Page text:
Purpose of review: This article reviews recent advances in the postoperative ICU management of patients after subarachnoid hemorrhage (SAH), especially with regards to hemodynamic management, methods of improving neurological outcomes, and management of cardiac and pulmonary complications.
Recent findings: Several hemodynamic monitors and parameters may be useful for guiding volume therapy, including cardiac output, stroke volume variation monitoring, and global end-diastolic volume index. Early goal-directed hemodynamic therapy after SAH has recently been shown to improve clinical outcomes in patients with a poor clinical grade or coexisting cardiopulmonary complications. Recent laboratory and imaging modalities are being developed to identify patients at risk for developing vasospasm after SAH. Evidence for the use of various prophylactic adjuvant therapies to prevent vasospasm, including magnesium, phosphodiesterase 3 inhibitors, and therapeutic hypothermia, is emerging. Intrathecal administration of vasodilators or fibrinolytics may have offered advantages over systemic drug administration in the treatment of vasospasm. Pulmonary and cardiac complications are common after SAH, and are associated with an increased risk of mortality.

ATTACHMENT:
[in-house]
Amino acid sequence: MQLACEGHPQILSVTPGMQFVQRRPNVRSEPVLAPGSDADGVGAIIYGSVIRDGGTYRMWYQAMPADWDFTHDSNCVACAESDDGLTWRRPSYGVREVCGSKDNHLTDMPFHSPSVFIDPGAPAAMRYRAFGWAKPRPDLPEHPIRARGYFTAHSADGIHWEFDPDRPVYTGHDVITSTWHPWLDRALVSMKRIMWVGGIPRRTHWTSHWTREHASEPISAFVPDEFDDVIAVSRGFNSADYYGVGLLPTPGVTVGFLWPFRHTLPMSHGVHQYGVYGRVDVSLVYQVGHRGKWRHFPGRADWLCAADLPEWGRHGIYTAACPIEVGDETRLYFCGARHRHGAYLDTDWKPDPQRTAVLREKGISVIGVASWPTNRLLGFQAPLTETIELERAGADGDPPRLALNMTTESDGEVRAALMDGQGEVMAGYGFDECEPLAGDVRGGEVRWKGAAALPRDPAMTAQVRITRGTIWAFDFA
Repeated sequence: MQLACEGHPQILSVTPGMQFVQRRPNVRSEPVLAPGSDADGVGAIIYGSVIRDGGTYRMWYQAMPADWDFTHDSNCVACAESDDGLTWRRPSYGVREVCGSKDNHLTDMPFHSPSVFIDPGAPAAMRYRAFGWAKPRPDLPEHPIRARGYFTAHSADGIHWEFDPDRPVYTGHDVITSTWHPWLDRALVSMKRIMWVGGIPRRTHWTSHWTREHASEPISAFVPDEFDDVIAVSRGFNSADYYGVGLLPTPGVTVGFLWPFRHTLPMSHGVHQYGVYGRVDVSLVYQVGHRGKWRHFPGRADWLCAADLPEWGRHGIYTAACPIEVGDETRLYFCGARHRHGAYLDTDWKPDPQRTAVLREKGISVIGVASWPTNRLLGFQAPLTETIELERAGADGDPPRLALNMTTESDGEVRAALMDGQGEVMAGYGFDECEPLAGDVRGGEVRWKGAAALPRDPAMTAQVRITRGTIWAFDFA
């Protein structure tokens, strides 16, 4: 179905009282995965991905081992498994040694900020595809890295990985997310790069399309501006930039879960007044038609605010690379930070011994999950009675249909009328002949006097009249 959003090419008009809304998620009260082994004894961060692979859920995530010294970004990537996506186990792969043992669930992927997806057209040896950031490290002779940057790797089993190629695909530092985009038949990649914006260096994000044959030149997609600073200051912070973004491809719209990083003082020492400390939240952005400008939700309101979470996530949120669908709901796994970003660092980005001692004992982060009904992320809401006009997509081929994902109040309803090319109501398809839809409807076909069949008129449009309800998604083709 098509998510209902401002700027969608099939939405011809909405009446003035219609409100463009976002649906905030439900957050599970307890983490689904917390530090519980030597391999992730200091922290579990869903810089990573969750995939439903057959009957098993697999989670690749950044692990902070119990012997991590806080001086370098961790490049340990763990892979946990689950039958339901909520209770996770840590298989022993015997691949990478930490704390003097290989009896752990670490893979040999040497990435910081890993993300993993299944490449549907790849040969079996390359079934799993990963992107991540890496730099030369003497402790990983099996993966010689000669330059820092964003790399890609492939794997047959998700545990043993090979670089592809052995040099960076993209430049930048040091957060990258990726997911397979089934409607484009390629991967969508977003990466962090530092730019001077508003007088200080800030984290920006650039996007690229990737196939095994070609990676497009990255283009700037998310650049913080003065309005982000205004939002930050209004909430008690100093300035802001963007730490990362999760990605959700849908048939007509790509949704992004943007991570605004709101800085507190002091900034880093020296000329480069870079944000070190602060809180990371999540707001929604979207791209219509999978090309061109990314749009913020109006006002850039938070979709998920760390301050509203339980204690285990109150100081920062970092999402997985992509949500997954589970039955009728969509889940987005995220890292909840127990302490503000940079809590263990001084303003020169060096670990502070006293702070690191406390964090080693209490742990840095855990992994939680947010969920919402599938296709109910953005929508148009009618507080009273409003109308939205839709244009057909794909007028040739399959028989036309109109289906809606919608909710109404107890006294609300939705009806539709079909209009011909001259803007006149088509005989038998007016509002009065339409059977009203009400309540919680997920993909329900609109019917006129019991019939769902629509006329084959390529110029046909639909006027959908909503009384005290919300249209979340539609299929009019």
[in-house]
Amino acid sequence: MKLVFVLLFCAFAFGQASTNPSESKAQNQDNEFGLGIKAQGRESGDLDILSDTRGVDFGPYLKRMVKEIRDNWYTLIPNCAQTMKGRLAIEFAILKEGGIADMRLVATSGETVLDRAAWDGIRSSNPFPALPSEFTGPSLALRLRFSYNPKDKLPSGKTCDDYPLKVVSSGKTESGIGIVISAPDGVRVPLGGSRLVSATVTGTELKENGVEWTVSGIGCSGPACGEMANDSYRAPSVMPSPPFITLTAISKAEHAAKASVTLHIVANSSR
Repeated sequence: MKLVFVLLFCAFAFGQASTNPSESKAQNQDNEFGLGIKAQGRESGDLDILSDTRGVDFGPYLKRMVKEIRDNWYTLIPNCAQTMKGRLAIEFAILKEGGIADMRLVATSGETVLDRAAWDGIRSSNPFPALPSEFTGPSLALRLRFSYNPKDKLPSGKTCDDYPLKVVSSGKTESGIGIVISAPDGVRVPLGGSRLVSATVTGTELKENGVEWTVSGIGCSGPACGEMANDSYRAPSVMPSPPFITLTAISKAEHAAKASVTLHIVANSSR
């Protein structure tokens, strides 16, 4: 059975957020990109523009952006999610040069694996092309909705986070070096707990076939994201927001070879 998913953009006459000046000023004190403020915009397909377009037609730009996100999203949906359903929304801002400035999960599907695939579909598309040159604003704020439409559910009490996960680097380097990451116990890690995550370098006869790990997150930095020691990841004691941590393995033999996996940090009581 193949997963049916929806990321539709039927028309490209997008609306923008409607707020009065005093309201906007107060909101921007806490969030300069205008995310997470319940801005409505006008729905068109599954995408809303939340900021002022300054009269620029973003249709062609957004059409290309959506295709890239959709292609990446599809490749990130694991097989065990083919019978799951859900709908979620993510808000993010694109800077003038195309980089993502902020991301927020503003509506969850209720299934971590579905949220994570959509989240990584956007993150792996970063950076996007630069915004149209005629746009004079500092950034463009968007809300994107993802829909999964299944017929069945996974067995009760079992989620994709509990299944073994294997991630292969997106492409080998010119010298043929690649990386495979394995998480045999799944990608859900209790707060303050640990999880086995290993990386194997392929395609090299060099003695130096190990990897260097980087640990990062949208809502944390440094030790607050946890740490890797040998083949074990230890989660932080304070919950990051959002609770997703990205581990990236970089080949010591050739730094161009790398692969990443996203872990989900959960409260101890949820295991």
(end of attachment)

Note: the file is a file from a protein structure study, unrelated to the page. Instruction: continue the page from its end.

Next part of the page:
Summary: The postoperative ICU period after SAH is associated with a significant morbidity and mortality risk, and recent studies have greatly contributed to our understanding of how to optimally manage these patients.